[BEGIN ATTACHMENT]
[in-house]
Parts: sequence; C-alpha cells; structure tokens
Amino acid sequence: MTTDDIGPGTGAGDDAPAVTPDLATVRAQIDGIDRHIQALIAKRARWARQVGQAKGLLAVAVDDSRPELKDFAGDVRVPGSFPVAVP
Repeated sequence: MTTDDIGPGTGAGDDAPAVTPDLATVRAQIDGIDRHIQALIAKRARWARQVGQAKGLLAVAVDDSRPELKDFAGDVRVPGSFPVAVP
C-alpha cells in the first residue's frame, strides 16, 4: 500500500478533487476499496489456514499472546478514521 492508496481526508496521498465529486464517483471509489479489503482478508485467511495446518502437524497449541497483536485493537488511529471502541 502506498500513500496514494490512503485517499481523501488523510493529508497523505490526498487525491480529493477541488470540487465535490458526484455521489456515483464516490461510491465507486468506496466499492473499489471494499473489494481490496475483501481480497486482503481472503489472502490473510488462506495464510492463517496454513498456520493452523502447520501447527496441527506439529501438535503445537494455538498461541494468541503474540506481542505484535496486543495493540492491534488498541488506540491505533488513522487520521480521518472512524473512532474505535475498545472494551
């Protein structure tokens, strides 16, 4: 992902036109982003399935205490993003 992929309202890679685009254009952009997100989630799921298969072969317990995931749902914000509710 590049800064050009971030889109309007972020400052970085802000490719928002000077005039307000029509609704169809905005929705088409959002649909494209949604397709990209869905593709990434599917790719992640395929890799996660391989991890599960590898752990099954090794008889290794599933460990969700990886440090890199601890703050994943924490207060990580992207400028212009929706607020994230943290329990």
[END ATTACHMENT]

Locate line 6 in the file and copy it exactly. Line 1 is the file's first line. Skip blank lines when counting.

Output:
């Protein structure tokens, strides 16, 4: 992902036109982003399935205490993003 992929309202890679685009254009952009997100989630799921298969072969317990995931749902914000509710 590049800064050009971030889109309007972020400052970085802000490719928002000077005039307000029509609704169809905005929705088409959002649909494209949604397709990209869905593709990434599917790719992640395929890799996660391989991890599960590898752990099954090794008889290794599933460990969700990886440090890199601890703050994943924490207060990580992207400028212009929706607020994230943290329990």